You are here: Ahmad Alhendawi on helping young people to achieve the future they want

With 1.8 billion young people, this generation of youth is the largest the world has ever known. This generation is not just a number, but represents unprecedented momentum for change. Youth is coming strong at all fronts, demanding opportunities for social, economic, political and human development more than ever before. With this momentum, the youth agenda has become prominent in all development discussions around the world.

This is particularly true at the United Nations where Secretary-General Ban Ki-moon has given significant priority to addressing youth development in the work of the Organisation. Today we are witnessing a momentous commitment to enhancing the lives of young people around the world, both on the part of the UN and of its various partners. This is a stepping stone for building a better future for today’s youth, as well as for future generations to come.

Under the Secretary-General’s leadership, and in order to accelerate the implementation of the World Programme of Action for Youth, the United Nations system has a common work plan dedicated to youth development. Developed by the Inter-Agency Network on Youth Development, this work plan considers employment, education, human rights, citizenship, and political inclusion and entrepreneurship to be the top priority areas to guide the work of the UN family with and for young people.

The UN Volunteers Youth Strategy, which was recently launched at the United Nations Headquarters, recognises the potential and uniqueness of the youth constituency, and emphasises skills development, knowledge and personal growth. This strategy aims to increase volunteering opportunities for young people and enhance the quality of their volunteering experience.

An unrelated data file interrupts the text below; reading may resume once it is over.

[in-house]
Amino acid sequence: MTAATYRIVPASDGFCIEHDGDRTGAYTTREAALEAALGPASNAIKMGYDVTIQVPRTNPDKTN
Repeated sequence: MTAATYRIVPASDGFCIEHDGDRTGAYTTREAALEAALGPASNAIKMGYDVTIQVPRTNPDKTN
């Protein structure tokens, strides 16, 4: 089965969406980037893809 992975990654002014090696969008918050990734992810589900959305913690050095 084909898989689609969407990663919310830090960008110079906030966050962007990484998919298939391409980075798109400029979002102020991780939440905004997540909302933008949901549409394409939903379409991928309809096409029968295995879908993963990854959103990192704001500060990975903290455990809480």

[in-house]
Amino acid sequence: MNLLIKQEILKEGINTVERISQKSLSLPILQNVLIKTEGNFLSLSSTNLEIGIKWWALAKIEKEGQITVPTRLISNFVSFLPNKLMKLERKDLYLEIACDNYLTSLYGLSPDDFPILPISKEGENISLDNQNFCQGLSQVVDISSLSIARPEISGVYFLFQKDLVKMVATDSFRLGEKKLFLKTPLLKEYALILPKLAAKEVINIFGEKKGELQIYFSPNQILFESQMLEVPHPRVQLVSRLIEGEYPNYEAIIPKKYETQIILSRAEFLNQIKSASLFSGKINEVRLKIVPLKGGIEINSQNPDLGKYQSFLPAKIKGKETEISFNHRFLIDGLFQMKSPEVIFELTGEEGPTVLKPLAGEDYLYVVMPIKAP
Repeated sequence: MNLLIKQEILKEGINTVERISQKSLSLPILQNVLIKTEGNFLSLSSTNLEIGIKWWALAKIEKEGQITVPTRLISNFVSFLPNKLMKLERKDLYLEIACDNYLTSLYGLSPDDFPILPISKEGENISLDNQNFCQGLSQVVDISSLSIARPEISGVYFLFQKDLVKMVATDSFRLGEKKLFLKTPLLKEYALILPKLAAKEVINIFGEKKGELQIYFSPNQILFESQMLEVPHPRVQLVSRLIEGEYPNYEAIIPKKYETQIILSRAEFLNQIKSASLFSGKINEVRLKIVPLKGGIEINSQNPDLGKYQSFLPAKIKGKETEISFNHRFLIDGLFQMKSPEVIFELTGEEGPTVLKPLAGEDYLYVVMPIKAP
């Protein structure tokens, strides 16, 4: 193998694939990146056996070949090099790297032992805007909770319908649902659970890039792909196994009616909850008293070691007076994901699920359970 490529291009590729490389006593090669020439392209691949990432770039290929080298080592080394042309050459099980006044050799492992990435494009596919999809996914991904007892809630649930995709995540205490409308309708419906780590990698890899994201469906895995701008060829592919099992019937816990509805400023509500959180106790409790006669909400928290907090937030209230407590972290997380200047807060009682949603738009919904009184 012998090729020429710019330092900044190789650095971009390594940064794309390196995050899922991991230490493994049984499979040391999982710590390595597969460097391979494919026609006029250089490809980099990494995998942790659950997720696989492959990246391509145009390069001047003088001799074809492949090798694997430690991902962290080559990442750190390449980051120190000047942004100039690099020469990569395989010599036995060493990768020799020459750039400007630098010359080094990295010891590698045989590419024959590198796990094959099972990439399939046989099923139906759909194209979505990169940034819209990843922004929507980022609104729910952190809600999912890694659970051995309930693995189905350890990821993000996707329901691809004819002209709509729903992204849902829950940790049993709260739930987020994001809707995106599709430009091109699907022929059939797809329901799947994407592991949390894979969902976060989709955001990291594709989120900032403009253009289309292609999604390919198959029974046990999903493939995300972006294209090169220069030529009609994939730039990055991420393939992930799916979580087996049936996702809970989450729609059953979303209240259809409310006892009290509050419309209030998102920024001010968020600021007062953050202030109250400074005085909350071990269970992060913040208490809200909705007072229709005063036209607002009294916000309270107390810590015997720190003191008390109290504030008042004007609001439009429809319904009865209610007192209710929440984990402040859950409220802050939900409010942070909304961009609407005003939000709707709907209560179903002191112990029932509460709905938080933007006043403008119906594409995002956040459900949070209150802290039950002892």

Less than a year ago, UN Secretary- General Ban Ki-moon appointed his first ever Envoy on Youth. As the holder of this position, my role is to bring the voices of youth to the United Nations system, and in parallel, to bring the work of the UN closer to young people around the world. Working with different UN agencies, governments, civil society, academia, media, and other stakeholders is central to the development of the youth agenda globally.

Serving as the Envoy on Youth also means acting as a global advocate for young people’s rights, regardless of their socio-economic status or ethnicity, as well as paying special attention to marginalised groups, including young women and girls, young people with disabilities, young people in conflict and post-conflict zones and young people with HIV/AIDS.

In May 2013, my office presented a set of recommendations for youth inclusion to the High-Level Panel of Eminent Persons on the Post-2015 Development Agenda. This document aimed to highlight the most pressing issues that young people face, and was drawn from several outcome documents from the various consultative and inclusive processes, such as the MYWorld survey, as well as a large number of youth fora.

As we approach a decisive time for human and sustainable development, now is the time to respond to these shared priorities by making young people full partners who can truly have an impact on their own future by having their say, as well as by taking action on development, to achieve the future they want.

Ahmad Alhendawi of Jordan is the first ever UN Envoy on Youth. He assumed office in February 2013

© UN Photo/Rick Bajornas. UN Secretary-General Ban Ki-moon marks 1,000 days until the Millennium Development Goals expire with members of the Spanish National Youth Council, the European Youth Council and volunteers of the UN Millennium Campaign